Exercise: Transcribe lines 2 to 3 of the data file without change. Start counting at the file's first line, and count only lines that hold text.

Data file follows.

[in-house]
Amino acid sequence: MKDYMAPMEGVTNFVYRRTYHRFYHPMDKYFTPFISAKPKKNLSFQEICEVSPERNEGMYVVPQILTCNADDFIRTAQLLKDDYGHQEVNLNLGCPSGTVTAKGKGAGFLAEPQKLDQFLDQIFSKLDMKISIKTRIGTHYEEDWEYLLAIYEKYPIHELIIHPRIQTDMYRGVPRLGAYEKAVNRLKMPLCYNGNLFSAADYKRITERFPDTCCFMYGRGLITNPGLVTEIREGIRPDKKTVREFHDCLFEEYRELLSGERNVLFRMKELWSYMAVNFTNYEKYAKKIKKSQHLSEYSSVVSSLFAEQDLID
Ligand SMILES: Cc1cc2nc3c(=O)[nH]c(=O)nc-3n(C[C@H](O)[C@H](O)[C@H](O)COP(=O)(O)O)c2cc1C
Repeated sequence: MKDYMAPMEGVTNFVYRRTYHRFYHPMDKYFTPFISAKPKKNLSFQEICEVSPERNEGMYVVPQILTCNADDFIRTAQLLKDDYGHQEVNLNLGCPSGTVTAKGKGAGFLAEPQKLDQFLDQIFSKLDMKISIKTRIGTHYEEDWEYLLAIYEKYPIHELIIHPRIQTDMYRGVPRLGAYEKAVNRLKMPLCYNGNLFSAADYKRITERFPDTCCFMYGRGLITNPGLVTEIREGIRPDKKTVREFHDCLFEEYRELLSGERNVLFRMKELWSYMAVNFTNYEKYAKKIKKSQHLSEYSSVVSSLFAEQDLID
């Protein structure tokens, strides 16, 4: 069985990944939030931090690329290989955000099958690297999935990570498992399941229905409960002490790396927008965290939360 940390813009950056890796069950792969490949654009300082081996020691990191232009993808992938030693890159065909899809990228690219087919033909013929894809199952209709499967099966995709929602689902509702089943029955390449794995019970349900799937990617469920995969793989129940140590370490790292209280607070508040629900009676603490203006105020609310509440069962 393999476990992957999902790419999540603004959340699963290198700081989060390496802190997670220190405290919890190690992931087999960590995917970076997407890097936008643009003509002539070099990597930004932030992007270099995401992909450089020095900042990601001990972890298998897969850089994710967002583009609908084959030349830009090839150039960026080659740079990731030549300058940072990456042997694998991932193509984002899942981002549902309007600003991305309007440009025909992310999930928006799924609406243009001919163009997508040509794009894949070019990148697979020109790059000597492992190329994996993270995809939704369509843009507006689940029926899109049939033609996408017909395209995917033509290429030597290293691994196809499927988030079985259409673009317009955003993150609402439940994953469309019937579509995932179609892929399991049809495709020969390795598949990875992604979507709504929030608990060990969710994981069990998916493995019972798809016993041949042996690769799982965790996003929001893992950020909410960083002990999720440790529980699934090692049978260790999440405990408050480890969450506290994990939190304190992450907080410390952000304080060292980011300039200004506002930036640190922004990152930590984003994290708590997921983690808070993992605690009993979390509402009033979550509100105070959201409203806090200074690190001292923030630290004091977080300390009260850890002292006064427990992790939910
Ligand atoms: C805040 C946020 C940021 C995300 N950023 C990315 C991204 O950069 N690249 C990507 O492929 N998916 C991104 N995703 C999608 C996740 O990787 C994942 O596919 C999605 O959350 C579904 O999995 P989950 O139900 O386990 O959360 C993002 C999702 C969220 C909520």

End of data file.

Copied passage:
Amino acid sequence: MKDYMAPMEGVTNFVYRRTYHRFYHPMDKYFTPFISAKPKKNLSFQEICEVSPERNEGMYVVPQILTCNADDFIRTAQLLKDDYGHQEVNLNLGCPSGTVTAKGKGAGFLAEPQKLDQFLDQIFSKLDMKISIKTRIGTHYEEDWEYLLAIYEKYPIHELIIHPRIQTDMYRGVPRLGAYEKAVNRLKMPLCYNGNLFSAADYKRITERFPDTCCFMYGRGLITNPGLVTEIREGIRPDKKTVREFHDCLFEEYRELLSGERNVLFRMKELWSYMAVNFTNYEKYAKKIKKSQHLSEYSSVVSSLFAEQDLID
Ligand SMILES: Cc1cc2nc3c(=O)[nH]c(=O)nc-3n(C[C@H](O)[C@H](O)[C@H](O)COP(=O)(O)O)c2cc1C